MH: Oh no, it can be very good to reinvent yourself. Bettie Page got a lot out of her reinvention of herself, until the censors came down hard on her.  And so did Valerie, until madness took over.  I don't know that Bateman actually re-invented himself —  he's more of a monster hiding behind a mask.  I have to say that I don't really see Rebecca as a victim, because in the end she goes down into the basement, she faces her fears — and she gets herself thrown out of that school, which is a good thing!

Speaking of being image-conscious, you directed an episode of Fear Itself recently. I imagine this is because of American Psycho, so I have to ask: do you feel like you've been pigeonholed as a horror filmmaker?

MH: I'm kind of flattered when that happens, because I don't consider myself a real horror filmmaker.  It always seemed funny to me that American Psycho was in the horror section of video stores. It's more like a satire with horror elements.  It's ironic, because when I try to get television work in comedy I'm told that people think I can't do comedy! But my first three films have a lot of comedy in them, I think. Not Moth Diaries, that's more teen melodrama.  

I just read Midnight Movies and saw that there's a note about your portrayal of Solanas in there. Having been a critic, I wonder how much you pay attention to criticism of your films and whether or not you're concerned with the way your films seem to be rather literally critiqued for not being period-specific or exaggerating details to elicit a specific effect.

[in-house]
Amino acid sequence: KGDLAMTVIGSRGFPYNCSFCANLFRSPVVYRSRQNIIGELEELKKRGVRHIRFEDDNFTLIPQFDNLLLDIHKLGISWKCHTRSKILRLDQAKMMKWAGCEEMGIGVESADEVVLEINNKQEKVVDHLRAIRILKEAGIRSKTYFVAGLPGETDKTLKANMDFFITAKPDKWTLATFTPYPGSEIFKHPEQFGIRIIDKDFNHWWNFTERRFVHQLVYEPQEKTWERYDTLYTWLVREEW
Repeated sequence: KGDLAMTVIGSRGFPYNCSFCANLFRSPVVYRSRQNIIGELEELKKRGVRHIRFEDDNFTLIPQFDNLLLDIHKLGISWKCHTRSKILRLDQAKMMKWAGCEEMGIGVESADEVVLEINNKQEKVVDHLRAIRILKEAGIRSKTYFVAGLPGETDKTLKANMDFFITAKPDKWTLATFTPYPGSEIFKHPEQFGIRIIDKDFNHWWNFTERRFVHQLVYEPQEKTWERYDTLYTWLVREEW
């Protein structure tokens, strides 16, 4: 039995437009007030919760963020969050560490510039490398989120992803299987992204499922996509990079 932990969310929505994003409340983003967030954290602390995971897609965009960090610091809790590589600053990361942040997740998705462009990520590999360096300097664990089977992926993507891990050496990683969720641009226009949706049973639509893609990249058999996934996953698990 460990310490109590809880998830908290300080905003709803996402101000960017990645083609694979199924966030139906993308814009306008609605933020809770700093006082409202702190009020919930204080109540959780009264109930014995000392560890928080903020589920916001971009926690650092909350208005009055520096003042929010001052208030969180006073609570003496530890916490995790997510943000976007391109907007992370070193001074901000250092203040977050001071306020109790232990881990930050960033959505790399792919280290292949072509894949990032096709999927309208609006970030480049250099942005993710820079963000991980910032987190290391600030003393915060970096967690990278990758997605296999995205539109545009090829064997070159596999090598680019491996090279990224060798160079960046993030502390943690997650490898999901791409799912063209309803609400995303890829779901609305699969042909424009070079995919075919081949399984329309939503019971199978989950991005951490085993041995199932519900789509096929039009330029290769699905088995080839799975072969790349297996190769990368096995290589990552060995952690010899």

MH: Hmm, I haven't read Midnight Movies.  Because I was a critic, I probably take reviews more seriously than other filmmakers. However, there is just so much to read now, with all the blogs and all the comments added in, it can become overwhelming and destructive. Maybe it's better to wait five years, until the dust has settled, and then read your reviews!

My first movie was very well received, but American Psycho and The Notorious Bettie Page both got mixed reviews and were understood better a few years after release. That makes me question the immediate reaction. Also, when I was a critic I sometimes gave bad reviews to things that I later found I liked.

Tell me about the way you film the past in your films' flashbacks: it seems your representations of past events is reliant on an understanding of nostalgia as being associated with dated technology, as in the flashbacks in The Notorious Bettie PageI Shot Andy Warhol and now the black-and-white flashbacks in The Moth Diaries.

MH: I think that comes from all my early experience in documentary film.   I was a researcher in British television and worked on a lot of biographies of artists, which involved looking at loads of archive film in many different formats—black and white, color, 35mm, 16mm, super 8, video.  I think that's where I get my love of mixing different film stocks and formats together, and using them to evoke a particular era.

Do you think representations of LGBT characters in films have changed since you made I Shot Andy Warhol? I know you directed an episode of The L Word, and the notion of having an uncomfortable sororal bond is in both The Notorious Bettie Page and The Moth Diaries.